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Wednesday, 4 September, 2002, 23:04 GMT 00:04 UK
Cervical cancer treatment 'clue'
Cervical cancer cells dividing
Cervical cancer cells dividing
Scientists have discovered a way to kill cervical cancer cells - without harming the surrounding healthy cells.

Researchers hoped to find out if they could restore the body's defence system against cancer - but instead they were able to destroy all cancer cells

It is hoped the discovery could lead to the successful treatment of cancers caused by viral infection without any harmful side effects.

Cervical cancer kills around 1,250 women in the UK each year.


The researchers have managed to put the brakes on the uncontrolled growth of cervical cancer cells

Thomas Lober, Cancer Research UK
Most cases are caused by human papillomavirus which attacks two tumour suppressors, proteins p53 and RB.

In normal cells, the RB protein controls cell division and p53 kills damaged cells which may become cancerous.

But when these proteins are attacked by the virus, they can no longer do the job they are supposed to.

Cancer cells can then proliferate without control.

'Silencing' genes

The researchers, based at the University of York used a technique called RNA interference.

DNA contains genetic information and RNA carries that genetic information to cells.

Scientists have discovered they can "interrupt" selected messenger RNA going to a specific target.

Researchers looked at two genes linked to the virus - HPV E6 and HPV E7.

They wanted to see if they could "silence" them, and prevent the virus attacking the proteins.

It was found that by silencing HPV E6, the growth of cancer cells was slowed, and some even died.

When HPV E7 was silenced , all the cancer cells died.

The cancer cells died by a regulated process known as 'apoptosis', in which cells can be removed without any side effects.

The researchers found that, crucially, the anti-viral treatment does not affect healthy cells, which carry on growing and behaving normally.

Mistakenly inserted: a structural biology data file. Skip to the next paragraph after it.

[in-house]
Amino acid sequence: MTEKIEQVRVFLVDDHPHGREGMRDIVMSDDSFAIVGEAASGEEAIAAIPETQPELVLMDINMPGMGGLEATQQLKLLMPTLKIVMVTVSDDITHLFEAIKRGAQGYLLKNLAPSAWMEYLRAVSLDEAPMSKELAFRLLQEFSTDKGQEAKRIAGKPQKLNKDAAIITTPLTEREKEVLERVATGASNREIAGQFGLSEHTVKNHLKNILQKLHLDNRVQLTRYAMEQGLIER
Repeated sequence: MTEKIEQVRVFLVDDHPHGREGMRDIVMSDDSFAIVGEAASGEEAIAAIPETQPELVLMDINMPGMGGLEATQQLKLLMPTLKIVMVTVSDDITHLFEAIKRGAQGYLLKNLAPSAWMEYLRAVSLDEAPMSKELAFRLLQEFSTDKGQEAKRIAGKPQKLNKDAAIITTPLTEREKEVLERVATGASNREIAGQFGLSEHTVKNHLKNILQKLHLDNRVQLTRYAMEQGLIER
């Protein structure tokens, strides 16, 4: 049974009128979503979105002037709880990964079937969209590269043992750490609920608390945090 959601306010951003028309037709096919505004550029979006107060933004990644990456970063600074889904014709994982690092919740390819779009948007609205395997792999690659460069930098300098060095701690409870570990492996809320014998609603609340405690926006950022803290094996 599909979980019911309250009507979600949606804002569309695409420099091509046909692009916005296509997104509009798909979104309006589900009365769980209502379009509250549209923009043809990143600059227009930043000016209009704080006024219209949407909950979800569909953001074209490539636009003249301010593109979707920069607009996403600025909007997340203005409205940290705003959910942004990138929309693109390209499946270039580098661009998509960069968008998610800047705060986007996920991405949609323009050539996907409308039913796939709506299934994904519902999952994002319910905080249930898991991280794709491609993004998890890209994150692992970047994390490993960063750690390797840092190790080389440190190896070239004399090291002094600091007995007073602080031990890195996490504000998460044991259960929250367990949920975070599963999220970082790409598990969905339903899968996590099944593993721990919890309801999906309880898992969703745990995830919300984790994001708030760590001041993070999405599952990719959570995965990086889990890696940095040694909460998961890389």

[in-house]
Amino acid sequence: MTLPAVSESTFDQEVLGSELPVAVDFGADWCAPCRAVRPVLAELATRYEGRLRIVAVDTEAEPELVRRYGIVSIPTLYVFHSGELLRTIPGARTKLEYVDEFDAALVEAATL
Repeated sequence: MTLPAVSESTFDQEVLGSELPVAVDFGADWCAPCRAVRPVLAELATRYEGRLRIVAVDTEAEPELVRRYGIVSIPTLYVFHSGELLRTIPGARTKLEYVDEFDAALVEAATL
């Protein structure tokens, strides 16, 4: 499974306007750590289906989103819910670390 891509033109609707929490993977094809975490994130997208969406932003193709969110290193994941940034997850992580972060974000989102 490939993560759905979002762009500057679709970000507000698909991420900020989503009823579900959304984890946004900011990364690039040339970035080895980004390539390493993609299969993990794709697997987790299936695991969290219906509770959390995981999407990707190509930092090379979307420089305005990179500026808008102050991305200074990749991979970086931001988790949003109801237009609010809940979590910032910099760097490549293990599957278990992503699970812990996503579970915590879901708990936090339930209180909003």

'Encouraging'

Professor Jo Milner, who led the research, said: "Our work has identified a novel agent with major therapeutic potential for the treatment and, possibly, also the prevention of human cervical cancer.

"Despite their cancerous growth over the years, our work demonstrates that the cells' normal control systems have remained intact.

"As soon as we silenced the viral genes, the cancer cells 'committed suicide'.

"The successful elimination of the cancer cells, without adverse effects on normal cells, is absolutely remarkable."

She told BBC News Online: "The next step is to expand our work in the laboratory and begin clinical trials.

"This is not a biological intervention, it's a genetic intervention."

Professor Milner said the research could lead to work on a therapeutic drug within three to five years.

"This technique could also be used in relation to other cancers such as some leukaemias caused by viruses and some lymphomas."

The research was funded by Yorkshire Cancer Research, and is published in the journal Oncogene.

Thomas Lober, science information officer for Cancer Research UK said: "These findings are encouraging, and a step towards a highly specific treatment for cervical cancer.

"The researchers have managed to put the brakes on the uncontrolled growth of cervical cancer cells grown in the lab."

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